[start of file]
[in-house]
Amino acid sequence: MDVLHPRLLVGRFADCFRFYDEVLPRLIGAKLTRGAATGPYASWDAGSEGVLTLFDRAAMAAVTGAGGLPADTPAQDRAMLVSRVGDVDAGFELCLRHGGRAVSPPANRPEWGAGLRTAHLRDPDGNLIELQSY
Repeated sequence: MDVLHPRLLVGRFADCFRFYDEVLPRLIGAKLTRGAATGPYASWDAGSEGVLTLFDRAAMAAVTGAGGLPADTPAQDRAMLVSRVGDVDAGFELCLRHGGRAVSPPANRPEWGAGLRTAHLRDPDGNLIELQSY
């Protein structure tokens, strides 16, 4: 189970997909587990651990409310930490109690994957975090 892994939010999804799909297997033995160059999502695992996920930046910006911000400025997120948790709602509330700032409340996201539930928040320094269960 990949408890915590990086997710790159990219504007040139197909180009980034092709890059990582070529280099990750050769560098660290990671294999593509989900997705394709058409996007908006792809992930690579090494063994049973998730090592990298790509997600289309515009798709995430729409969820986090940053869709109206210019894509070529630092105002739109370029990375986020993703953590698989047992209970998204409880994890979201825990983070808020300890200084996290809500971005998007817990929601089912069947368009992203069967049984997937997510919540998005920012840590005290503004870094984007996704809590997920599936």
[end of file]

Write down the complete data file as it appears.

[in-house]
Amino acid sequence: MDVLHPRLLVGRFADCFRFYDEVLPRLIGAKLTRGAATGPYASWDAGSEGVLTLFDRAAMAAVTGAGGLPADTPAQDRAMLVSRVGDVDAGFELCLRHGGRAVSPPANRPEWGAGLRTAHLRDPDGNLIELQSY
Repeated sequence: MDVLHPRLLVGRFADCFRFYDEVLPRLIGAKLTRGAATGPYASWDAGSEGVLTLFDRAAMAAVTGAGGLPADTPAQDRAMLVSRVGDVDAGFELCLRHGGRAVSPPANRPEWGAGLRTAHLRDPDGNLIELQSY
């Protein structure tokens, strides 16, 4: 189970997909587990651990409310930490109690994957975090 892994939010999804799909297997033995160059999502695992996920930046910006911000400025997120948790709602509330700032409340996201539930928040320094269960 990949408890915590990086997710790159990219504007040139197909180009980034092709890059990582070529280099990750050769560098660290990671294999593509989900997705394709058409996007908006792809992930690579090494063994049973998730090592990298790509997600289309515009798709995430729409969820986090940053869709109206210019894509070529630092105002739109370029990375986020993703953590698989047992209970998204409880994890979201825990983070808020300890200084996290809500971005998007817990929601089912069947368009992203069967049984997937997510919540998005920012840590005290503004870094984007996704809590997920599936």